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Weather network helps protect crops, cut irrigation.

Last year, Colorado onion growers who followed reports from a new statewide network of weather stations escaped fungusborne crop diseases that hit other growers who farmed as usual.

The reports gave warning to apply fungicides because near-ideal weather conditions were about to make possible an explosive fungal growth.

The network can also give growers a similar jump on fighting insect infestations.

And, "Because it provides much more detailed weather information across the state, the network can help growers fine-tune the amount of irrigation water they apply and perhaps reduce water use in some areas by up to 30 percent," says ARS agricultural engineer Harold R. Duke.

Key to the new 22-station network are standardization of equipment and timely interpretation of data. Previously, scientists had to use several-days-old data from only eight existing stations. And the stations did not always collect the same types of weather details.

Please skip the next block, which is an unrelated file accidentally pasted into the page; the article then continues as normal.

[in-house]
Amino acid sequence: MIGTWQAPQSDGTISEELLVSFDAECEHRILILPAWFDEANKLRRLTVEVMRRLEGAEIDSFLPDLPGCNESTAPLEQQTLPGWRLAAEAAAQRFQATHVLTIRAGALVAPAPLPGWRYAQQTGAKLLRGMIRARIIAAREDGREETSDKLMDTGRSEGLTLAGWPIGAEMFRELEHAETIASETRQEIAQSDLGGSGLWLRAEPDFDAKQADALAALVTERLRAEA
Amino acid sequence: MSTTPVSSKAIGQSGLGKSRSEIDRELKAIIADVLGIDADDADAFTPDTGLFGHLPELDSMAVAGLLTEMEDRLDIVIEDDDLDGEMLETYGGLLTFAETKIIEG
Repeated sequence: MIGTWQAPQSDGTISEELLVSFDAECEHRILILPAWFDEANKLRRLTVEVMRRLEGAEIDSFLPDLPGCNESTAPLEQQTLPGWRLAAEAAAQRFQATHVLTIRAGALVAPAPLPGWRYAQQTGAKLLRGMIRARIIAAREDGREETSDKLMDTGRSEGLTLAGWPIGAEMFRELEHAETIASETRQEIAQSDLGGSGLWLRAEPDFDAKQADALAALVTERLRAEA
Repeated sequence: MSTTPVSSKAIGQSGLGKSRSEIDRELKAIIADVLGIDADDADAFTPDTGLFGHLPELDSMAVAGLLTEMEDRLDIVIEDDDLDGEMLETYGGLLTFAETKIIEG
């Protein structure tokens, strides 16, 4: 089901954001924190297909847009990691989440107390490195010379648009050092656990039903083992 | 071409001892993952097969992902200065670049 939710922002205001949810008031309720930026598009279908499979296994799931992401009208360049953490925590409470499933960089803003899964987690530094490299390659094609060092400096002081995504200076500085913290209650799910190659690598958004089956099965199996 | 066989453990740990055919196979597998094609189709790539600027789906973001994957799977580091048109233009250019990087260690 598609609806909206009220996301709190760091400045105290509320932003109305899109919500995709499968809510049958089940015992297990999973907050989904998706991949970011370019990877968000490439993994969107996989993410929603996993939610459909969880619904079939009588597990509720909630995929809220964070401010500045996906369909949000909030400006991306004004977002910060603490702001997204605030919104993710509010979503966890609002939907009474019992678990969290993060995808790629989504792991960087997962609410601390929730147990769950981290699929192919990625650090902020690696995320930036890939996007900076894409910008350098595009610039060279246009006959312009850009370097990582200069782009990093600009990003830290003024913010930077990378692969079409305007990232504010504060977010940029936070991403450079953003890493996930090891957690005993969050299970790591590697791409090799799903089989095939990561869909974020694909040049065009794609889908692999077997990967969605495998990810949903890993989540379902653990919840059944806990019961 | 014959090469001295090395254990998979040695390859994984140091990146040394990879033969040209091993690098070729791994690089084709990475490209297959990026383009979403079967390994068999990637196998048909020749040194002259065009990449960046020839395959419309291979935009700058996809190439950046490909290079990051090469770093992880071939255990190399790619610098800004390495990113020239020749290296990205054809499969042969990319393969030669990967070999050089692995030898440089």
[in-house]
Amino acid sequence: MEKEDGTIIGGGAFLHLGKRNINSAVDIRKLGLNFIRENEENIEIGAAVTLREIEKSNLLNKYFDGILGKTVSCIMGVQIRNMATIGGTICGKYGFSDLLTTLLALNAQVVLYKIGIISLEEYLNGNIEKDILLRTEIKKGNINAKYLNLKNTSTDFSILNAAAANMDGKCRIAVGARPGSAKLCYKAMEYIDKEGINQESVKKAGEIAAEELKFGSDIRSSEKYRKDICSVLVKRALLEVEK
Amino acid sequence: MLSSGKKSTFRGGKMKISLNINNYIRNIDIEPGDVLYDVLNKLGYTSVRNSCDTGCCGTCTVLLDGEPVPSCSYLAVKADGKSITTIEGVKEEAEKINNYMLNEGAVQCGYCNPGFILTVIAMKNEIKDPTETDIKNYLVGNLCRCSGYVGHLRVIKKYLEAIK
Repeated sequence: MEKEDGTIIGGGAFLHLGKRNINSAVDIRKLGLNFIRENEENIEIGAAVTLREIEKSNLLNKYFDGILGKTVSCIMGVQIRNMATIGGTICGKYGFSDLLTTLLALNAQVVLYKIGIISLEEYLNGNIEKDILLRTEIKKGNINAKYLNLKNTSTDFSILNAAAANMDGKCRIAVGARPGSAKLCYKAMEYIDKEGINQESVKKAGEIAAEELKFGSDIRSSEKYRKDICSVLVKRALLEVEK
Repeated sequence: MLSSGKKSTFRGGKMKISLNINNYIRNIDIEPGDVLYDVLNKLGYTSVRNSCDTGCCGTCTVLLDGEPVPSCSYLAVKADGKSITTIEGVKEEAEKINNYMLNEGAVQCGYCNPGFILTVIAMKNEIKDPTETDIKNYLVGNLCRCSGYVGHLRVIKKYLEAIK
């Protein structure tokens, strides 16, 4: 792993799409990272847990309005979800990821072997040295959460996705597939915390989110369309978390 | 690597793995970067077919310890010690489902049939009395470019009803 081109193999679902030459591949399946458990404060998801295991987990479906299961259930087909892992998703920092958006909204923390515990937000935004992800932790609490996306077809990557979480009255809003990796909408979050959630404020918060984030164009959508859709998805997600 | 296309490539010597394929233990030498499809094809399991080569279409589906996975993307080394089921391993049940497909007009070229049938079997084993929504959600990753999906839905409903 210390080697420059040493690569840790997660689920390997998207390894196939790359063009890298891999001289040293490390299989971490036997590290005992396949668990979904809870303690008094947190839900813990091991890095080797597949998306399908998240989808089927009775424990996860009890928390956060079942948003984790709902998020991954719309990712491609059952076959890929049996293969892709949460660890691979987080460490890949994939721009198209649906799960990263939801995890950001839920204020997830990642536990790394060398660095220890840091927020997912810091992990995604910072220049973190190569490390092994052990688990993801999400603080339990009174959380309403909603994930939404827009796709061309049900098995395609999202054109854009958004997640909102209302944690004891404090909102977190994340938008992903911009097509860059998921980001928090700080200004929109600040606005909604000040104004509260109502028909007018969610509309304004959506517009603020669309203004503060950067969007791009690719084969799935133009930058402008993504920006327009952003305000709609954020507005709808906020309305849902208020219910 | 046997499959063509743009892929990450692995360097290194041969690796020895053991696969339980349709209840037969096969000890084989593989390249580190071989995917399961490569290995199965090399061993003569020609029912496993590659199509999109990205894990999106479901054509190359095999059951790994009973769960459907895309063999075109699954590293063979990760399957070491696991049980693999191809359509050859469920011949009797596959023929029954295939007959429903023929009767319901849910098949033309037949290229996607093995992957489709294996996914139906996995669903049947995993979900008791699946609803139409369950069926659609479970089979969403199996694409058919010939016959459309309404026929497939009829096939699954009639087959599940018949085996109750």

This new network is a cooperative effort between ARS and Colorado State University. It has already shown it is possible to predict insect and disease outbreaks by using timely weather data and an advanced computer program. The computer analyzes the data to predict how many crop pests will be affected.

Originally developed for high-value crops like onions and beans, the program could be expanded in the future to provide information for all crops in the state.

The weather stations cost about the same as other, less sophisticated types on the market--$5,500. Each station daily records such weather-related information as minimum and maximum temperatures, vapor pressure, solar radiation, total wind movement during the day, precipitation, soil temperature, and minimum relative humidity.

A computer in Harold Duke's office in Fort Collins automatically calls each station between 2 and 4 a.m. to retrieve this information. It takes each station about 1 minute to download its stored weather data.

"We are using cellular telephones to connect some weather stations in the network. Previously we were forced to install expensive direct telephone wire lines to stations or choose less desirable locations closer to existing phone lines," says Duke. U.S. West, a local cellular company, has waived the usual monthly charge and reduced per-minute fees to 17 cents.
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Author:Senft, Dennis
Publication:Agricultural Research
Date:Apr 1, 1993
Words:362
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